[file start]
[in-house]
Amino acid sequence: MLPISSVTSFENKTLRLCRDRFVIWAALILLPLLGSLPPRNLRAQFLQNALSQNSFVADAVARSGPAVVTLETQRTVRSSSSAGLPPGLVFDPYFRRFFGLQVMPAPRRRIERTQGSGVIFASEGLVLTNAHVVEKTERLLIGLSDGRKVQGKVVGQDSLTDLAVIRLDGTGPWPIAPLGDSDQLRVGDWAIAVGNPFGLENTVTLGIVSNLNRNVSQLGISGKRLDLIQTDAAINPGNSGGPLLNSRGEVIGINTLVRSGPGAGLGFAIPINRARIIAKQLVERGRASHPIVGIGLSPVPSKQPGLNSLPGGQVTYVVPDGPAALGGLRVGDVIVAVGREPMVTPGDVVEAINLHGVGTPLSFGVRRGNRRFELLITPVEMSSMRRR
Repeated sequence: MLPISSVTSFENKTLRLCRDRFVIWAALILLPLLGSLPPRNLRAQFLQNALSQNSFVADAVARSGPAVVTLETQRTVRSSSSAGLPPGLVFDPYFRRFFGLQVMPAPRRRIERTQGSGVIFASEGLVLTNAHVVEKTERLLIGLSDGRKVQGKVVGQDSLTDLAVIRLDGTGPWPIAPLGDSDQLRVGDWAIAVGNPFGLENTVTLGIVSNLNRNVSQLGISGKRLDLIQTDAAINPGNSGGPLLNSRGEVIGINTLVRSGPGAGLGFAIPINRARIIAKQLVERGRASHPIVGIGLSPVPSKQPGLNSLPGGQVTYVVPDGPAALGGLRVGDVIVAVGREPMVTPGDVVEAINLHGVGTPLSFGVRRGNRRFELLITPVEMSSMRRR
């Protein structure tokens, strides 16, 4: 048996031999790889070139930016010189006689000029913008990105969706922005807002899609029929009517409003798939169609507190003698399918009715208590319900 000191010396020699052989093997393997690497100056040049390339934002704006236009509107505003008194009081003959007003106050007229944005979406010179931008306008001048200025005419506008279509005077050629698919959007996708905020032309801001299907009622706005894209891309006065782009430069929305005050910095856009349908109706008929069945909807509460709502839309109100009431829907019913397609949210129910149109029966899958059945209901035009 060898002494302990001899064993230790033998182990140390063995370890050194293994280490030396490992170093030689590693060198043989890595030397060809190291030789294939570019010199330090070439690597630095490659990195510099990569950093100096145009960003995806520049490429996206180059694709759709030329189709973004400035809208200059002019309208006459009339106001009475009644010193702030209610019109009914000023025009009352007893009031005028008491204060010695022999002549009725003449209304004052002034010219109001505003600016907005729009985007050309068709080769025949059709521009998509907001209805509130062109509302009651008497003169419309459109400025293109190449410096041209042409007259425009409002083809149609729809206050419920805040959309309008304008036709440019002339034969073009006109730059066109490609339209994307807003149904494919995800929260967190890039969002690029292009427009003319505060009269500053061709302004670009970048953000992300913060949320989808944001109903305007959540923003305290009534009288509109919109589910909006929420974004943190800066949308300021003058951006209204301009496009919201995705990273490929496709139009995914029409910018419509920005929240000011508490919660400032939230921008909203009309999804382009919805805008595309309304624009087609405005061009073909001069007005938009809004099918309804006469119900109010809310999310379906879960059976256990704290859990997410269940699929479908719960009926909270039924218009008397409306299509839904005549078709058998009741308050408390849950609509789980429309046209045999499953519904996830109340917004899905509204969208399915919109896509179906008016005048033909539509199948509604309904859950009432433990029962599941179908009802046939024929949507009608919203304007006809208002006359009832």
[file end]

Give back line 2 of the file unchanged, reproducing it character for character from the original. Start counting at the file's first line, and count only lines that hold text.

Amino acid sequence: MLPISSVTSFENKTLRLCRDRFVIWAALILLPLLGSLPPRNLRAQFLQNALSQNSFVADAVARSGPAVVTLETQRTVRSSSSAGLPPGLVFDPYFRRFFGLQVMPAPRRRIERTQGSGVIFASEGLVLTNAHVVEKTERLLIGLSDGRKVQGKVVGQDSLTDLAVIRLDGTGPWPIAPLGDSDQLRVGDWAIAVGNPFGLENTVTLGIVSNLNRNVSQLGISGKRLDLIQTDAAINPGNSGGPLLNSRGEVIGINTLVRSGPGAGLGFAIPINRARIIAKQLVERGRASHPIVGIGLSPVPSKQPGLNSLPGGQVTYVVPDGPAALGGLRVGDVIVAVGREPMVTPGDVVEAINLHGVGTPLSFGVRRGNRRFELLITPVEMSSMRRR